11

Have you read her works? Did you like them?

I have her novel "Akata Witch" which I haven't read, yet.

Locus has published an interview with her that I haven't read yet, either.

I did, however, read her short story "The Palm Tree Bandit" and I loved it! Absolutely recommended, a very feminist tale.

Have you read her works? Did you like them? I have her novel "Akata Witch" which I haven't read, yet. Locus has published [an interview](https://locusmag.com/2021/05/nnedi-okorafor-that-which-is-hers/) with her that I haven't read yet, either. I did, however, read her short story ["The Palm Tree Bandit"](http://strangehorizons.com/fiction/the-palm-tree-bandit/) and I loved it! Absolutely recommended, a very feminist tale.

4 comments

That short story is great, I support the Palm Tree Bandit 😆.

I read her book Who Fears Death a few years ago, and remember it mostly positively except for just a lot of r*pe... it was often very dark, I'm sure you could find content warnings, but I think very accurate about horrific male violence and misogynistic oppression in a post-apocalyptic society.. well any number of societies really, who are we kidding. Males are males. I do remember liking the main character and the story overall except for my annoyance with the very sexist male characters who were supposed to be the "good ones" and their frequent het relationship drama.. as a lesbian it's doubly annoying but straight women shouldn't have to put up with shit either.

I derive extra schadenfreude from goodreads users whining about the book discussing female biology and the feminist POV being "too on the nose" as well, lol. I did also buy Akata Witch for my younger sister who I don't believe has read it yet.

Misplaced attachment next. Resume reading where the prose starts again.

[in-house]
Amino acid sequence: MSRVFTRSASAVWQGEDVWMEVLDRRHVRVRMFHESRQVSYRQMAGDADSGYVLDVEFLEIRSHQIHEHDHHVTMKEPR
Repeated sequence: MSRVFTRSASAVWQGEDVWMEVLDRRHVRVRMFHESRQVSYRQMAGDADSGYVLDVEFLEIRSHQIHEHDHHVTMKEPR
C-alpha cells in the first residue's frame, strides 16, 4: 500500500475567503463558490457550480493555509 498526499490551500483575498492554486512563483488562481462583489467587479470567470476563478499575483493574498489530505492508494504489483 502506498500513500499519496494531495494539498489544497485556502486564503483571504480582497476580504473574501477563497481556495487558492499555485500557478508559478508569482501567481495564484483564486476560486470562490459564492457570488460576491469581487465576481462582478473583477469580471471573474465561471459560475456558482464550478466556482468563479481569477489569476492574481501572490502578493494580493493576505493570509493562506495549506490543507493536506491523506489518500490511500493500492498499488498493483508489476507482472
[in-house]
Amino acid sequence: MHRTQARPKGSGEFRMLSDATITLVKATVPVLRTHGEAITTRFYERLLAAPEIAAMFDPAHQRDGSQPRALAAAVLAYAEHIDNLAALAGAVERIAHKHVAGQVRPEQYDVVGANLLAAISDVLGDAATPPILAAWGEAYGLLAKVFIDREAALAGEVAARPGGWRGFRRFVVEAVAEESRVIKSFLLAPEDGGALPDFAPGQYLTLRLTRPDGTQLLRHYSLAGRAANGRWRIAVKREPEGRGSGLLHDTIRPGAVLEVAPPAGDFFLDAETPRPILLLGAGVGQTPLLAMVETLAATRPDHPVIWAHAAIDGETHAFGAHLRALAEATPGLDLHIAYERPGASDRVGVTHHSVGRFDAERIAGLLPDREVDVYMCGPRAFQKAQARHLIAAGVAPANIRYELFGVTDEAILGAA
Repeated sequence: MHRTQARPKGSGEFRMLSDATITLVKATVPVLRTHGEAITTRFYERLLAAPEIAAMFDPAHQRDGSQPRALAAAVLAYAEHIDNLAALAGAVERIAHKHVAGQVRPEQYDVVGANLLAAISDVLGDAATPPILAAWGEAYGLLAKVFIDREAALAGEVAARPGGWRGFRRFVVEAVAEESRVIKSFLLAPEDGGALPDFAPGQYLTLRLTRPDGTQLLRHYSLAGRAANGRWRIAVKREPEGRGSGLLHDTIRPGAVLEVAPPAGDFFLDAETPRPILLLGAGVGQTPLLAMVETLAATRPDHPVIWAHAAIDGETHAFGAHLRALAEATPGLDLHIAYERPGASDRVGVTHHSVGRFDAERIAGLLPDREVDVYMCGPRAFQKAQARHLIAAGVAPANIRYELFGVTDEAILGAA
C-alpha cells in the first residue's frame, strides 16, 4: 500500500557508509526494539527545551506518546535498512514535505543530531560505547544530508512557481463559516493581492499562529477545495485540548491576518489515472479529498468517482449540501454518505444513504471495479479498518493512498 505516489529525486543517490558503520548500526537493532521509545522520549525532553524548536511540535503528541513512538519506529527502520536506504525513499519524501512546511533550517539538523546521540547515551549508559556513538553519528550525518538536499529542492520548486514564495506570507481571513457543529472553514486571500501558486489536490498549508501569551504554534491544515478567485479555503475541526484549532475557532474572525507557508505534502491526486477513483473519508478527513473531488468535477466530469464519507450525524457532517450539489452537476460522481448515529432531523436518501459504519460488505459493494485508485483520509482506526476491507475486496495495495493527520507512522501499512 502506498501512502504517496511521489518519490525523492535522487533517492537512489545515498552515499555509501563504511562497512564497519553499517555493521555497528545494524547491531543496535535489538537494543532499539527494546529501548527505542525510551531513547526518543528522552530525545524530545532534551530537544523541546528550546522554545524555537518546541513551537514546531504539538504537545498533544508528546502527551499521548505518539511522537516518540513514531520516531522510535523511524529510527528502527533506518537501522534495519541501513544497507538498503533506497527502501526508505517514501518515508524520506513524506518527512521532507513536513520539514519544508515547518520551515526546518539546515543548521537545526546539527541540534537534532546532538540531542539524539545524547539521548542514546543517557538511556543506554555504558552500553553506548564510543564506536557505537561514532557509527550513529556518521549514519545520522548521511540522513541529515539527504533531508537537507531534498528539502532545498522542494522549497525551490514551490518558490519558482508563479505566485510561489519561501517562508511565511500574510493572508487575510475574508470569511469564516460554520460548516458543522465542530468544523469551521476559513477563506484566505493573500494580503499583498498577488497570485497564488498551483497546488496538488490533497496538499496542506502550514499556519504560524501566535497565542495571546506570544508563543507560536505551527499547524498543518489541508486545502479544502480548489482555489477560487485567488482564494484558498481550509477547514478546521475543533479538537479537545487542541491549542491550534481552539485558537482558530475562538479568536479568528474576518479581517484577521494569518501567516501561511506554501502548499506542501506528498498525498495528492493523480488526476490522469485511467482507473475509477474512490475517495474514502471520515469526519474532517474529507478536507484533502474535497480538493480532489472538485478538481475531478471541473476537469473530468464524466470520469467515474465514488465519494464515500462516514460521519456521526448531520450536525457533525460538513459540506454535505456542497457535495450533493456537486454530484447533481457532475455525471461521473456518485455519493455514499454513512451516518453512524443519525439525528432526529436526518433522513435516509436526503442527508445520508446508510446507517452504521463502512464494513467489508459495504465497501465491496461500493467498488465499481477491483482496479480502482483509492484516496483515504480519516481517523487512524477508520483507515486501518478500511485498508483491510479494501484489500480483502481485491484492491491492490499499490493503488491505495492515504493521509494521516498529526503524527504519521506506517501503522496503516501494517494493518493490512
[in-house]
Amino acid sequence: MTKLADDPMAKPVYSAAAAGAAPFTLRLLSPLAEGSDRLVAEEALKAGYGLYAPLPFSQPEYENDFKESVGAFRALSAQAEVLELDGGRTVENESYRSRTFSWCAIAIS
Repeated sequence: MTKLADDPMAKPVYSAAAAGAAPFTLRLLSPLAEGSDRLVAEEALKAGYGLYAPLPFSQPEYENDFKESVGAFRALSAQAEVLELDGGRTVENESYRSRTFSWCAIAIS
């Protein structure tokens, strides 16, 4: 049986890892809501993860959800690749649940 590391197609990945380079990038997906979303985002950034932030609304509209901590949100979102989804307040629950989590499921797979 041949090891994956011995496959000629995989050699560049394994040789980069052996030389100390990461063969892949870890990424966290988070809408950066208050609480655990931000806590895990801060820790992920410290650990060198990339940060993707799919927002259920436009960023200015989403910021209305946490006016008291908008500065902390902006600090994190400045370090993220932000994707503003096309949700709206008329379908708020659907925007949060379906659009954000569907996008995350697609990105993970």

Yeah, that's the problem basically with any "realistic" descriptions, that in order for them to be realistic they have to be violent. If it's not violent, it turns into unrealistic utopia. I guess finding a middle ground where it's both realistic and nonviolent is very hard, if not impossible.

It's not the violence so much as how graphic the author chooses to get with it, that I don't think it's necessary to show how bad it is for the women. Definitely much better than reading a creepy male author dwelling on rape scenes and such, though. I'll be interested to hear your thoughts if you end up picking it up!

Now that I have read the full interview, I want to share some highlights with you all.

About accepting our bodies:

Otherness has always been a theme I’m interested in, partially because that’s what I live – I’m Nigerian-American, I have been paralyzed before, and I have this invisible dis­ability that nobody knows about unless I talk about it. I live with that every day. I have all sorts of ways that I’m othered, but I’ve always been one to embrace those things, as opposed to lamenting the difficulties. At least for me, in my philosophy, there’s no way to be happy in life unless you accept that which is given to you. There’s just no other way.

About freedom to write about anything:

There's something that Noor does on the political level where I'm like, 'I'm dabbling in something that could get me in trouble.' I knew that as I was writing it, but I wrote it anyway. I was like, 'I should be able to just write this,' but more than usual I had to silence that voice saying, 'Don't do that. You probably shouldn't do that. You should probably just stay away from that issue.' I did manage to silence that voice, but I had to work harder than normal to do so.

About americentrism:

Explaining really basic things is the part that that's most frustrating. One thing that keeps coming up is people asking, 'How does this relate to American culture?' That makes my head want to explode. That's where Nnedi's eye start twitching, because I'm just like, 'Why does it have to relate to American culture? Can we have that discussion? Do you want to have that conversation? Oh, you don't? So let's just not bring that up.' It's a lot of explaining and clarifying. It shouldn't be new - it shouldn't be something that needs to be explained - but that's where we are.

I am now very intrigued about "Noor". I wonder if the political topic is the one that I (or anyone here, I guess) have in mind. "Remote Control", "Noor", and the short stories "Heart of the Matter" and "Mother of Invention" are from the same world.

(Edited to expand the first citation)